Murder of Soan-ga-ge-zhick, a Chippewa, at the head of the falls—Indian mode of interment—Indian prophetess—Topic of interpreters and interpretation—Mode of studying the Indian language—The Johnston family—Visits—Katewabeda, chief of Sandy Lake—Indian mythology, and oral tales and legends—Literary opinion—Political opinion—Visit of the chief Little Pine—Visit of Wabishkepenais—A despairing Indian—Geography.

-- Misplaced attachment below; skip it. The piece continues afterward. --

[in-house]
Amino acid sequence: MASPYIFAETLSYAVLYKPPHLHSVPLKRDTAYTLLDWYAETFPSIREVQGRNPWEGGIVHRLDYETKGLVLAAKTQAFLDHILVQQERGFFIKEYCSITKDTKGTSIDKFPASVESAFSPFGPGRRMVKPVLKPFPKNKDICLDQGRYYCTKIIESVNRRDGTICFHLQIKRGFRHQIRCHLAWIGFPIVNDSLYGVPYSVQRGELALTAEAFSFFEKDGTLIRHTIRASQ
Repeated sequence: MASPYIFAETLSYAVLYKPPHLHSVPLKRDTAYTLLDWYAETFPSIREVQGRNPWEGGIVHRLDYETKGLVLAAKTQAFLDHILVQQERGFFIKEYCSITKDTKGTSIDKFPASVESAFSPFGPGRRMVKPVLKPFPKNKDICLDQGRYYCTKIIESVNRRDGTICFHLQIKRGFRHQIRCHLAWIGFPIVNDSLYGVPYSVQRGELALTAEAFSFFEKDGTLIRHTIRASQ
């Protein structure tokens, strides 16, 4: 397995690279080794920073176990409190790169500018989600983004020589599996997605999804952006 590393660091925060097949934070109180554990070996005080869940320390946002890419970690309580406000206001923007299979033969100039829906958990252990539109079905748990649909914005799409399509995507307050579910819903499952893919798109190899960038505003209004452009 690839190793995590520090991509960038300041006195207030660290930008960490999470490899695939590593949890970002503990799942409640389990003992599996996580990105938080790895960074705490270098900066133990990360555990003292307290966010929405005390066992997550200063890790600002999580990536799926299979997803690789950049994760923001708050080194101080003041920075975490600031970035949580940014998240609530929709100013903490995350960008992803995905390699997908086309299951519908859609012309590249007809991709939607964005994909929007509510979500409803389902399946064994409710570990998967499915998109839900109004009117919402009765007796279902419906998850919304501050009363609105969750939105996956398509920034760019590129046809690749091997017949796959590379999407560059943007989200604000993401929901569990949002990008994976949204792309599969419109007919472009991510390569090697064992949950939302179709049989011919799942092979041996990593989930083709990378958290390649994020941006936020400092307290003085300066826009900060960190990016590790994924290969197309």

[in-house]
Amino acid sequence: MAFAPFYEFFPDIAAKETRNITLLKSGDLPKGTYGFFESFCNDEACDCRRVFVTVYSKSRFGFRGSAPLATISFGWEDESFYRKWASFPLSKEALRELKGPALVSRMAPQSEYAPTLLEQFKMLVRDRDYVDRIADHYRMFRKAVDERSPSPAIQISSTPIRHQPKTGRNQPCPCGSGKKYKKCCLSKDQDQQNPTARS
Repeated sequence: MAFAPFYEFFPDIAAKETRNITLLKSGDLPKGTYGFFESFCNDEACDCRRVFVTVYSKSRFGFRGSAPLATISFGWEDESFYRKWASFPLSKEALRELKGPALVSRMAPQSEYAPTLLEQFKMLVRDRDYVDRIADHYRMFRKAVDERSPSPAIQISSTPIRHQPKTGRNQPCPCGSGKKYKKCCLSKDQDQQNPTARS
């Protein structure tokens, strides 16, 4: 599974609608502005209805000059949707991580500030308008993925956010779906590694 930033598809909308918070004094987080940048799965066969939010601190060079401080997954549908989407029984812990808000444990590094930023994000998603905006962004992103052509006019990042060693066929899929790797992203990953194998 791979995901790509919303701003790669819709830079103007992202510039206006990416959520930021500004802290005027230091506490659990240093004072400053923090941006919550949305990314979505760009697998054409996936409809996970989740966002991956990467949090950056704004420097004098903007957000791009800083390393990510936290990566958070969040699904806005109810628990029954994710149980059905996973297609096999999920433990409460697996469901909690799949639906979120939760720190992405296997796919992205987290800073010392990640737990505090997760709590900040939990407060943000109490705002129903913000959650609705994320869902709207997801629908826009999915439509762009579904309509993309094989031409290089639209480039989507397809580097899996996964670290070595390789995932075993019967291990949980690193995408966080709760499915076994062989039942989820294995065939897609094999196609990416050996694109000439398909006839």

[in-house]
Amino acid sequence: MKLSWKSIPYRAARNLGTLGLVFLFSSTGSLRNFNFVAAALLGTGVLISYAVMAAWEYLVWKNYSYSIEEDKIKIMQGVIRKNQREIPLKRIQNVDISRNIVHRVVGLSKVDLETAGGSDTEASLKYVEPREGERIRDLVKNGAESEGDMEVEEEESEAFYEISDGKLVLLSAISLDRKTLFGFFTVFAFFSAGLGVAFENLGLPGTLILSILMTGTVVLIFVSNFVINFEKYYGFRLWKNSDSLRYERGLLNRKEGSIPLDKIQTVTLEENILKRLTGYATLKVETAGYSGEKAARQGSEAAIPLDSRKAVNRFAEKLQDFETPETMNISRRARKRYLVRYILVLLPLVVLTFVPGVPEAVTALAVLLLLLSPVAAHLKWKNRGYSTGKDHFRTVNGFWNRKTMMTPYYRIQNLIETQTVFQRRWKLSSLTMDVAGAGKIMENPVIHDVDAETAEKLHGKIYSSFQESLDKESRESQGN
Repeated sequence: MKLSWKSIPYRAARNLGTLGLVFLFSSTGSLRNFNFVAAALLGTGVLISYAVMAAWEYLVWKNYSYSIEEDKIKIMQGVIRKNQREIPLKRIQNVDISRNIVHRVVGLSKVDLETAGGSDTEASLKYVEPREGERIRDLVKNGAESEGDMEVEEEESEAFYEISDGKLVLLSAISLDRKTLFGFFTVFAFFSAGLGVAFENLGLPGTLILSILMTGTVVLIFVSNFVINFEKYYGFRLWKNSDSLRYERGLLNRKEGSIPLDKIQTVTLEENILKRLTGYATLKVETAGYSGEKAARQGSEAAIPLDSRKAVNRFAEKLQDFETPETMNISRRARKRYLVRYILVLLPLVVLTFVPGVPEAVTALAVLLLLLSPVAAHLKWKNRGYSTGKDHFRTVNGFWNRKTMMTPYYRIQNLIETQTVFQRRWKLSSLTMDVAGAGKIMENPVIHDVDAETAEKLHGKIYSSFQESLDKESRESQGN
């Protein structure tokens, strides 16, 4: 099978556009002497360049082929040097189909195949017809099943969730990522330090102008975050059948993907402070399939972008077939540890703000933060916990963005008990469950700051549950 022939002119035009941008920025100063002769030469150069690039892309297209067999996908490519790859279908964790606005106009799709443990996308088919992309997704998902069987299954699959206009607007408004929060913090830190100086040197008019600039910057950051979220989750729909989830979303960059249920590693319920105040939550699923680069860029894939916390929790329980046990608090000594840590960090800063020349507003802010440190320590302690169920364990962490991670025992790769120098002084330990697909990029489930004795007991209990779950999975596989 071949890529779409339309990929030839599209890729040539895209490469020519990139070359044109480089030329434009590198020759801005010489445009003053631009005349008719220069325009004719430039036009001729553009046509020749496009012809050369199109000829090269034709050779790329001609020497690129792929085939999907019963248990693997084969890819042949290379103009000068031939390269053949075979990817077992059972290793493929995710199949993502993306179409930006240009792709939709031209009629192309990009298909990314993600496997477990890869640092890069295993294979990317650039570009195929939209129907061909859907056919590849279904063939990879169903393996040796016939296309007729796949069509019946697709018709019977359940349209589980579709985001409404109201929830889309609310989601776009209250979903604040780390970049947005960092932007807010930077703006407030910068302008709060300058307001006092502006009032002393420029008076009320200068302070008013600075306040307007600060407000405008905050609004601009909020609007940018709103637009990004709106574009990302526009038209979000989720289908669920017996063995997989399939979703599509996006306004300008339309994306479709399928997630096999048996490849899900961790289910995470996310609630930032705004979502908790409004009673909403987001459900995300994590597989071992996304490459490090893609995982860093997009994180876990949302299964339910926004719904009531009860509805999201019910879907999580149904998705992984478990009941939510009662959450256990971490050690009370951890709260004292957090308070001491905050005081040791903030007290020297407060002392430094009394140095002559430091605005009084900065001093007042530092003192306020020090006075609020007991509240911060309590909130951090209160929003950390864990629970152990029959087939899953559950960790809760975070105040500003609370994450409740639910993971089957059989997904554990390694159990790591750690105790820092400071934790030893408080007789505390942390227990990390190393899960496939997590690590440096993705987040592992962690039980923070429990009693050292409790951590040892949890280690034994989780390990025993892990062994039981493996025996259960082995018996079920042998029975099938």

1822. July 26th. A tragic occurrence took place last night, at the head of the portage, resulting in the death of a Chippewa, which is believed to be wholly attributable to the use of ardent spirits in the Indian camps. As soon as I heard the facts, and not knowing to what lengths the spirit of retaliation might go, I requested of Colonel Brady a few men, with a non-commissioned officer, and proceeded, taking my interpreter along, to the spot. The portage road winds along about three-fourths of a mile, near the rapids, and all the way, within the full sound of the roaring water, when it opens on a green, which is the ancient camping ground, at the head of the falls. A footpath leads still higher, by clumps of bushes and copsewood, to the borders of a shallow bay, where in a small opening I somewhat abruptly came to the body of the murdered man. He was a Chippewa from the interior called Soan-ga-ge-zhick, or the Strong Sky. He had been laid out, by his relatives, and dressed in his best apparel, with a kind of cap of blue cloth and a fillet round his head. His lodge, occupied by his widow and three small children, stood near. On examination, he had been stabbed in several places, deeply in both thighs. These wounds might not have proved fatal; but there was a subsequent blow, with a small tomahawk, upon his forehead, above the left eye. He was entirely dead, and had been found so, on searching for him at night, by his wife. It appeared that he had been drinking during the evening and night, with an Indian half-breed of the Chippewa River, of the name of Gaulthier. This fellow, finding he had killed him, had taken his canoe and fled. Both had been intoxicated. I directed the body to be interred, at the public charge, on the ancient burial hill of the Chippewas, near the cantonment. The usual shroud, on such occasions, is a new blanket; a grave was dug, and the body very carefully dressed, laid in the coffin, beside the grave. Before the lid was fastened, an aged Indian came forward, and pronounced a funeral oration. He recited the traits of his character. He addressed the dead man direct. He told him that he had reached the end of his journey first, that they should all follow him soon to the land of the dead, and again meet. He gave him directions for his journey. He offered a brief admonition of dangers. He bid him adieu. The brother of the deceased then stept forward, and, having removed the head-dress of the slain man, pulled